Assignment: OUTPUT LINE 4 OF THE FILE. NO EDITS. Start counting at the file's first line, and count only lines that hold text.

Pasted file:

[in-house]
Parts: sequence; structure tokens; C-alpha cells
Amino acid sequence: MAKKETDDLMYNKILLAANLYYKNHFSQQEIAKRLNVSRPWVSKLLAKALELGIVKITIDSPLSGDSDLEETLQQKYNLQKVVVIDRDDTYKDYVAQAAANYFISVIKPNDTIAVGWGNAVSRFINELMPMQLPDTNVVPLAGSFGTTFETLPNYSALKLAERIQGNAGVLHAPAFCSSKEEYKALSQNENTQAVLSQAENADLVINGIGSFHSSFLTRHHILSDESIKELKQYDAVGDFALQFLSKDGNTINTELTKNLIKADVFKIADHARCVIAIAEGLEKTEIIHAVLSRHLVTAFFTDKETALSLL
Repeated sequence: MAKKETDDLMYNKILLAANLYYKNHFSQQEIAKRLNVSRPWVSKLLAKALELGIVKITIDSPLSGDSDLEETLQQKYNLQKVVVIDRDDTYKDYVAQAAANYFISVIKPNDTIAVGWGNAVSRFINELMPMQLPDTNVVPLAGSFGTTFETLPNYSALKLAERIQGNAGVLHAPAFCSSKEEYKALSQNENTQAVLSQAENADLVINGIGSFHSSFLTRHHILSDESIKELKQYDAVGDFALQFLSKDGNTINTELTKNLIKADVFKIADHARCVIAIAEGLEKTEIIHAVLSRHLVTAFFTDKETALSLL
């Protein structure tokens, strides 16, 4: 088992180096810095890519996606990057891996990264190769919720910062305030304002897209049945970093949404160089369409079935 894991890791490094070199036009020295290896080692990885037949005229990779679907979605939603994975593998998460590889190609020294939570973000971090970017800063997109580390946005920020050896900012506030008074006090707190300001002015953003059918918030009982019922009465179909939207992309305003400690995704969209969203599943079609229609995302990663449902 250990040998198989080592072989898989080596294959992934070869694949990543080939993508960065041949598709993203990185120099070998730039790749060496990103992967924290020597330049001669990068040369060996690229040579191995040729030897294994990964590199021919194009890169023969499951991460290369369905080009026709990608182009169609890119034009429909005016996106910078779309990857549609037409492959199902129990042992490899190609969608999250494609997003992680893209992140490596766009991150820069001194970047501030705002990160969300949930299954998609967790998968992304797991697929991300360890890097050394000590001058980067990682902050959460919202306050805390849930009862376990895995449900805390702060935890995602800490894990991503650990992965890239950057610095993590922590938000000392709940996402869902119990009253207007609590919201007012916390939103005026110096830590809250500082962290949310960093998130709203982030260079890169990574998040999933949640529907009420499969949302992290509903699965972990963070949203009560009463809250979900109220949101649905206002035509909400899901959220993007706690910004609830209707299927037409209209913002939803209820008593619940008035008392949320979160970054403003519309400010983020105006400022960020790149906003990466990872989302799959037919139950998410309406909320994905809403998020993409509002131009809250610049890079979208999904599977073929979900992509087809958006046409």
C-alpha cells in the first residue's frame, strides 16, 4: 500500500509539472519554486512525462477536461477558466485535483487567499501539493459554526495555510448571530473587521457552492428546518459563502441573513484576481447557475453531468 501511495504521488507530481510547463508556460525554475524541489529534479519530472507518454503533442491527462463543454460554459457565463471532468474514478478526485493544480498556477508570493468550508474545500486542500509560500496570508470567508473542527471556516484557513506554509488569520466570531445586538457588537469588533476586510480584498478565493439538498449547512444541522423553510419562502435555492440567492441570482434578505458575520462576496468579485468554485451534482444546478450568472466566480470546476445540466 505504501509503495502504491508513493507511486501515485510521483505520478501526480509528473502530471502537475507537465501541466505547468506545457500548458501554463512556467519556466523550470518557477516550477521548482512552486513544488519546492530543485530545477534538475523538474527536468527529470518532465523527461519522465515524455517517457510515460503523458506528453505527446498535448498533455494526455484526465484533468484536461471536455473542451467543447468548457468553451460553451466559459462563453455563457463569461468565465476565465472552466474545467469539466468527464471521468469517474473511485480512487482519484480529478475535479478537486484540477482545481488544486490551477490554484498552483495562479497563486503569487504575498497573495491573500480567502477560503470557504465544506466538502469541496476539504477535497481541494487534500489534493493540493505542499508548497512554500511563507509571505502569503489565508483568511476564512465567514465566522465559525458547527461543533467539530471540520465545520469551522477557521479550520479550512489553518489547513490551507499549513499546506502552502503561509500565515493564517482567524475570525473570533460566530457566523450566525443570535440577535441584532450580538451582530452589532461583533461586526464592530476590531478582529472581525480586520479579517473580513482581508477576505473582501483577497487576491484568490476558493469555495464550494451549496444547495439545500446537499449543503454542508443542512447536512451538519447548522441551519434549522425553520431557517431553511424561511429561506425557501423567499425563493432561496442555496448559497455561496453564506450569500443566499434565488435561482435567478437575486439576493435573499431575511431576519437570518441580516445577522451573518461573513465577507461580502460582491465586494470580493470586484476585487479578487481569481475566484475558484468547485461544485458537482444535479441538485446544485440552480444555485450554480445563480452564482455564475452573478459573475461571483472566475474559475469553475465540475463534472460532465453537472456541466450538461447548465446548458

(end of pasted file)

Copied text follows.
Repeated sequence: MAKKETDDLMYNKILLAANLYYKNHFSQQEIAKRLNVSRPWVSKLLAKALELGIVKITIDSPLSGDSDLEETLQQKYNLQKVVVIDRDDTYKDYVAQAAANYFISVIKPNDTIAVGWGNAVSRFINELMPMQLPDTNVVPLAGSFGTTFETLPNYSALKLAERIQGNAGVLHAPAFCSSKEEYKALSQNENTQAVLSQAENADLVINGIGSFHSSFLTRHHILSDESIKELKQYDAVGDFALQFLSKDGNTINTELTKNLIKADVFKIADHARCVIAIAEGLEKTEIIHAVLSRHLVTAFFTDKETALSLL